Carmel Outdoor Dining (copy) (copy)

While other California cities are embracing one of the biggest trends of the Covid-19 pandemic, outdoor dining parklets, tiny Carmel-by-the-Sea has been struggling with the concept for at least a year, with numerous attempts to remove temporary parklets from the village’s parking spots and sidewalks. Each time, restaurant owners have successfully made the case to keep them, but not without acrimony from residents who say the parklets make the village look shabby.

The last attempt to end them in the fall resulted in a weary Carmel City Council agreeing to leave the parklets in place until Jan. 20. It gave the restaurants a chance to keep the outdoor dining option open to holiday patrons who asked for it and gave the council a break from bringing back the issue to be argued month after month. According to Community Development Director Brandon Swanson, 25 parklets remain open, with one removed by an owner.

Now it appears the temporary parklets may actually come to an end after the council voted on Tuesday, Jan. 4, to extend them another 90 days before a “hard stop” on April 20. The vote was 3-2, with councilmembers Jeff Baron and Karen Ferlito voting “no.”

Mayor Dave Potter suggested the deadline but added he wanted to hurry along work started by the council’s Outdoor Seating Ad Hoc Committee last year to find a permanent solution. The work of the committee, which includes Potter and Councilmember Bobby Richards, included a survey which showed a majority of residents and others in favor of some form of permanent outdoor seating.

The council was unanimous in supporting a motion to move toward a permanent solution. The 5-0 vote directed staff to bring back in February data from the survey so the council could discuss parameters for a program before sending the issue to the Carmel Planning Commission for discussion.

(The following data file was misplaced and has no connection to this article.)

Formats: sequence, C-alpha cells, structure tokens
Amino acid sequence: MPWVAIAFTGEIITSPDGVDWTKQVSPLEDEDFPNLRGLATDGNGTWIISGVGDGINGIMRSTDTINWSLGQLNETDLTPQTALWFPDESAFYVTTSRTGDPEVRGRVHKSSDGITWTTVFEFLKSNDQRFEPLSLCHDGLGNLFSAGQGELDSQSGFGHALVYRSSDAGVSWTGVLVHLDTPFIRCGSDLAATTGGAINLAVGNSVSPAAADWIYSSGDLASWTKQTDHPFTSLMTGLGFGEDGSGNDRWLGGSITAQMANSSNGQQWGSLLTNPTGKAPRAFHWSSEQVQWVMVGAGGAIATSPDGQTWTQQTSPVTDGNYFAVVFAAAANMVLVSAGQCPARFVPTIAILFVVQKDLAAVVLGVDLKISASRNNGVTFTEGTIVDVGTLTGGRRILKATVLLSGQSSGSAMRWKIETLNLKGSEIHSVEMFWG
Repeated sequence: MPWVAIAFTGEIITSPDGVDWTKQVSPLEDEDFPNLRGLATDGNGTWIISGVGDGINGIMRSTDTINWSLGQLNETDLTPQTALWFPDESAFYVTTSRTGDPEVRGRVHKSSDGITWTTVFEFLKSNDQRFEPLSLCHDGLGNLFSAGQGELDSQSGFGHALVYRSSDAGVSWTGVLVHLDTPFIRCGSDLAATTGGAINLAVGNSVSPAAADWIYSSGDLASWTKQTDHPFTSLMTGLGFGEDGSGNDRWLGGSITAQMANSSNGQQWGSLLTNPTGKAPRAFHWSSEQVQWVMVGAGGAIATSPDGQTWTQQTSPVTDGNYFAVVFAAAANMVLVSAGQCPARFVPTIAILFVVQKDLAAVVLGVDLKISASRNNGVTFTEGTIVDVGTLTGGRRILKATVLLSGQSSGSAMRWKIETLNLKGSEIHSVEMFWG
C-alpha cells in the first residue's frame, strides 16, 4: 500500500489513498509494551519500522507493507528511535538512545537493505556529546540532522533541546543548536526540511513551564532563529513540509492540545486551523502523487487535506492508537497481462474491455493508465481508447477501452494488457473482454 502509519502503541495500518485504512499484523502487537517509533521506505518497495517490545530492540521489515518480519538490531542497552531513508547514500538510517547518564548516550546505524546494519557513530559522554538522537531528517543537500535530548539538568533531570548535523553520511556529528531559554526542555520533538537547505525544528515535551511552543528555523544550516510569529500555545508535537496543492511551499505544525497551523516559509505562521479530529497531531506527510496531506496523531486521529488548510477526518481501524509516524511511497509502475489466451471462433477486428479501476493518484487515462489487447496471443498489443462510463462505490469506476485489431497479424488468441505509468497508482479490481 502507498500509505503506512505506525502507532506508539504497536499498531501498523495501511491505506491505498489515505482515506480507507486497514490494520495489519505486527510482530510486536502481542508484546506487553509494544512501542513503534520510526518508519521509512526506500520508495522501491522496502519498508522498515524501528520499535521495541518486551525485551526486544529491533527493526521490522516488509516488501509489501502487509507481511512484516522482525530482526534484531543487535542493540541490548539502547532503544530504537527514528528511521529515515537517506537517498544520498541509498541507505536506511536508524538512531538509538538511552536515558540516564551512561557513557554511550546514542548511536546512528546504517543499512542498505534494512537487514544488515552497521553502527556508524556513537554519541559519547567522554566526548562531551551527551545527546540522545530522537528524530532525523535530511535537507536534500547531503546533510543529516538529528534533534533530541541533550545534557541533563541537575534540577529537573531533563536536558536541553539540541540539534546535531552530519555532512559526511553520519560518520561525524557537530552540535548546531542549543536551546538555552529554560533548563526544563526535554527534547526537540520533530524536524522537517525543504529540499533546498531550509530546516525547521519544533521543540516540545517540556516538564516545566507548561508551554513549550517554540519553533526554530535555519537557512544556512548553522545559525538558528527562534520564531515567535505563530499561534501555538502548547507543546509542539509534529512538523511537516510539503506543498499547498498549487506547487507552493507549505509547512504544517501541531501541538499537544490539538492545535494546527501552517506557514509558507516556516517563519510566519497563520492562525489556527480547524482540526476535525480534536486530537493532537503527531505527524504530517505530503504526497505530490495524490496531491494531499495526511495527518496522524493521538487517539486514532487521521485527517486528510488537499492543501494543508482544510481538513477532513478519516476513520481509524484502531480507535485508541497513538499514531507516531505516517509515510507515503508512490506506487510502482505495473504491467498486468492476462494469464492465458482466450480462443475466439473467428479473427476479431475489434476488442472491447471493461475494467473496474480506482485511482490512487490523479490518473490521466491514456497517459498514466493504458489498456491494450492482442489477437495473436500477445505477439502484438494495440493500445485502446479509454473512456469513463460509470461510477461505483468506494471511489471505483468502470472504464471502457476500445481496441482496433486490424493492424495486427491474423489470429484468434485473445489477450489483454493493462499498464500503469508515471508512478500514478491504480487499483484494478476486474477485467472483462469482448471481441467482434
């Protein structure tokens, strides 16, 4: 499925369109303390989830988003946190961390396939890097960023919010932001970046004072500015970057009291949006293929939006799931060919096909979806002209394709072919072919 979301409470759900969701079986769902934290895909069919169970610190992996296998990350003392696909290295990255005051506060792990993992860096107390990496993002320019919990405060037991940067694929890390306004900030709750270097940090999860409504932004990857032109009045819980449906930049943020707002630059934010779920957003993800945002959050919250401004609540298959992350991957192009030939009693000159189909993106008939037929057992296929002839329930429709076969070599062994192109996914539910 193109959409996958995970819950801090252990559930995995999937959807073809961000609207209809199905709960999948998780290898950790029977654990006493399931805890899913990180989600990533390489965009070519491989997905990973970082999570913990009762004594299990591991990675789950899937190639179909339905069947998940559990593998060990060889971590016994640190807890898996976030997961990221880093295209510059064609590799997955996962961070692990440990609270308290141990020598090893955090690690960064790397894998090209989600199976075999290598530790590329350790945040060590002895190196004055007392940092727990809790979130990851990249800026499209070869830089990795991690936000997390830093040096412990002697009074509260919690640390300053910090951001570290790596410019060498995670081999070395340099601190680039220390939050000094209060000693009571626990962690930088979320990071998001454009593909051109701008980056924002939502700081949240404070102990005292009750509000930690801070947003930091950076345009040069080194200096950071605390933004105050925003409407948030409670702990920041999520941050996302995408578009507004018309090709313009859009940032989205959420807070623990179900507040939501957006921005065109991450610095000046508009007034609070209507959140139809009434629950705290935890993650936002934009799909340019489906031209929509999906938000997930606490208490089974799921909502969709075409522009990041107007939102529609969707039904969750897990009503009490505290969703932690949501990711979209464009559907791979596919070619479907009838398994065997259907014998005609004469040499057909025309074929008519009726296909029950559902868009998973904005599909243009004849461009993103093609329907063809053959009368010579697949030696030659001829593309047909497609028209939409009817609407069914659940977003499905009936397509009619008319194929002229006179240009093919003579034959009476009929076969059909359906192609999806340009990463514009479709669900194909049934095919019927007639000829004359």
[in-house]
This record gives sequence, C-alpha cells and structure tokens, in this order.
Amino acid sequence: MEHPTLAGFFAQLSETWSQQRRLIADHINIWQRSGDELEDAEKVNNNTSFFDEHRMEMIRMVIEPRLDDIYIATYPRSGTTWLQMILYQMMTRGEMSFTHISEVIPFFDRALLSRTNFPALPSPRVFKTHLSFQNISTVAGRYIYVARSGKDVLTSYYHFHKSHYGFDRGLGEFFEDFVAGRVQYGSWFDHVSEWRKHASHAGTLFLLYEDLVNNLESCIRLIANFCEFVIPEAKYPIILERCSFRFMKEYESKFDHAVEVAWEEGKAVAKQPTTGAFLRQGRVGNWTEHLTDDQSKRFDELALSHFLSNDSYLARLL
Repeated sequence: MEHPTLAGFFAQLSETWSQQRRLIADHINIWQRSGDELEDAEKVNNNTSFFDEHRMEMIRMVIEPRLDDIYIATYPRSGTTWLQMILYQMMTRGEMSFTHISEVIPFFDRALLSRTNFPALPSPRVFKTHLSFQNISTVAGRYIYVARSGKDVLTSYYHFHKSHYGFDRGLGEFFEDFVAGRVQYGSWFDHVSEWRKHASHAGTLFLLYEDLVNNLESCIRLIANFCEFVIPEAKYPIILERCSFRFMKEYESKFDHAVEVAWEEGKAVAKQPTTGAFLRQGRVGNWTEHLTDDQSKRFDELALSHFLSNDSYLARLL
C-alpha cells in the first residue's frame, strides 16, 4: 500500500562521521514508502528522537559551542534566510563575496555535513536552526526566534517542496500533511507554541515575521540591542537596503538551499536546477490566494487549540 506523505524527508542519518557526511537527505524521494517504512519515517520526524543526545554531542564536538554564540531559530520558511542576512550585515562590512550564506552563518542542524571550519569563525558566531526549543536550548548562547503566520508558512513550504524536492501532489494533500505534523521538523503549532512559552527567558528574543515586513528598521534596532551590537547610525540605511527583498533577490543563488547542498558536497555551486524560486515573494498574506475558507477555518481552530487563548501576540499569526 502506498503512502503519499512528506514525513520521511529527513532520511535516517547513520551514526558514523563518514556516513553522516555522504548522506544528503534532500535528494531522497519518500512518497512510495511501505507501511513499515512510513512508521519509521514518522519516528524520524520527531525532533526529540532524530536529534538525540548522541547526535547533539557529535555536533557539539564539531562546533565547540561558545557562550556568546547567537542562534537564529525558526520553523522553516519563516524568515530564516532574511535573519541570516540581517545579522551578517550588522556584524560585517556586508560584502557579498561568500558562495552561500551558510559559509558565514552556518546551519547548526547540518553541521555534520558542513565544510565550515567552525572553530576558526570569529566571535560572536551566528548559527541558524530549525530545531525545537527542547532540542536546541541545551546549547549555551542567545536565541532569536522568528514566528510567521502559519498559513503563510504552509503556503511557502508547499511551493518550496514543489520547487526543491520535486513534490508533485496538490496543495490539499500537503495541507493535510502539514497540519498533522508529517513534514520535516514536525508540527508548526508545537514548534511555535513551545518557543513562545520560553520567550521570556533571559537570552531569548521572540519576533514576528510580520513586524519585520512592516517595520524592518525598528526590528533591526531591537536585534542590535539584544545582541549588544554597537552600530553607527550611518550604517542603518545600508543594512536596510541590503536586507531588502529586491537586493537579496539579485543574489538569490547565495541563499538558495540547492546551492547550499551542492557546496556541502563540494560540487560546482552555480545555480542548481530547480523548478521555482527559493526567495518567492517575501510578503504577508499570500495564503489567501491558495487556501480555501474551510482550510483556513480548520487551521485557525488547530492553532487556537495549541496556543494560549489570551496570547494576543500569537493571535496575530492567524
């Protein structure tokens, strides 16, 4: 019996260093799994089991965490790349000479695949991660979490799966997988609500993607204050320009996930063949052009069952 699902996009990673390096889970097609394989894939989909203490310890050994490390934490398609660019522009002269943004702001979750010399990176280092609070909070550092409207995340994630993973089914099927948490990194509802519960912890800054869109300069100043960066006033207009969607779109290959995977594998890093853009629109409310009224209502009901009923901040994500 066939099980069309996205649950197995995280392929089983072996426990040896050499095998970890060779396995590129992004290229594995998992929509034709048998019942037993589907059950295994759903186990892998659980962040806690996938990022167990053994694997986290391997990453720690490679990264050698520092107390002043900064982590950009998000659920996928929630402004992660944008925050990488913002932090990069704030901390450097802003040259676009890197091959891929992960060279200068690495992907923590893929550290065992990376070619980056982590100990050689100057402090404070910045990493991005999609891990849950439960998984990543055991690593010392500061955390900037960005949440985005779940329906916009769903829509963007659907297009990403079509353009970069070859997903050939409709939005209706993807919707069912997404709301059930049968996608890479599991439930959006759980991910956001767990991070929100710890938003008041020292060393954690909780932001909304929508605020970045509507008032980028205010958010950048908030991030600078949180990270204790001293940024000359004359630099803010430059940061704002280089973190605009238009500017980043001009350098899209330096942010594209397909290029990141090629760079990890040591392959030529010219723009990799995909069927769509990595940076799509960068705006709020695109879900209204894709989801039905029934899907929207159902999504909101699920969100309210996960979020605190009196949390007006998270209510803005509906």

A few residents on Tuesday urged the council to end the parklets on Jan. 20, arguing that they take up too many parking spaces and too much space on sidewalks. Mostly they said they were unsightly and complained that restaurant owners weren’t keeping them clean and well maintained. One resident said she saw cigarette butts littering a parklet on one of her morning walks.

Ferlito, a staunch opponent of the parklets who wanted them shut down sooner, said the parklets create an atmosphere in the village more like “Fisherman’s Wharf or Cannery Row.” She suggested with Covid on the rise due to the omicron variant that it “may be time for people to stay home” and said that there were already restaurants with private outdoor dining areas so people who were demanding to eat outside could go to those.

Later, Potter bristled at the idea of telling restaurant owners without their own outdoor dining spaces that they could not have parklets in the coming months. “I don’t want to put people out of business,” he said.

Restaurant owners and wine room operators reported that their customers are still asking to be seated outdoors, even in winter. “I cannot tell you how many people have come down from the Bay Area, so excited to come to my little restaurant and have walked out, in some cases cursing at me, because I couldn’t accommodate an outdoor table for them,” said Stationaery owner Anthony Carnazzo. “I’m not the only one. It’s sad, it’s frustrating. It doesn’t feel good as a hospitality professional to disappoint someone.”

Carnazzo and another owner, Ken Spilfogel, agreed that the few restaurants not properly maintaining their parklets should do so. “Some of the problems you have with a few of the parklets might be accurate, maybe we can help with that situation,” Spilfogel said. As far as long term, Spilfogel was open to a compromise of an end date or “exit strategy” for the temporary parklets, but encouraged the council to seek a permanent solution. “Let’s talk about how it can still work,” he said.

The vote to end the temporary parklets came with an additional direction to staff to crack down on those restaurants that are not properly maintaining their parklets. Swanson said the staff will use a “three strikes” method. Those restaurants that do not comply will be required to dismantle their parklets and if they refuse, the city will remove them and charge the business for removal costs.

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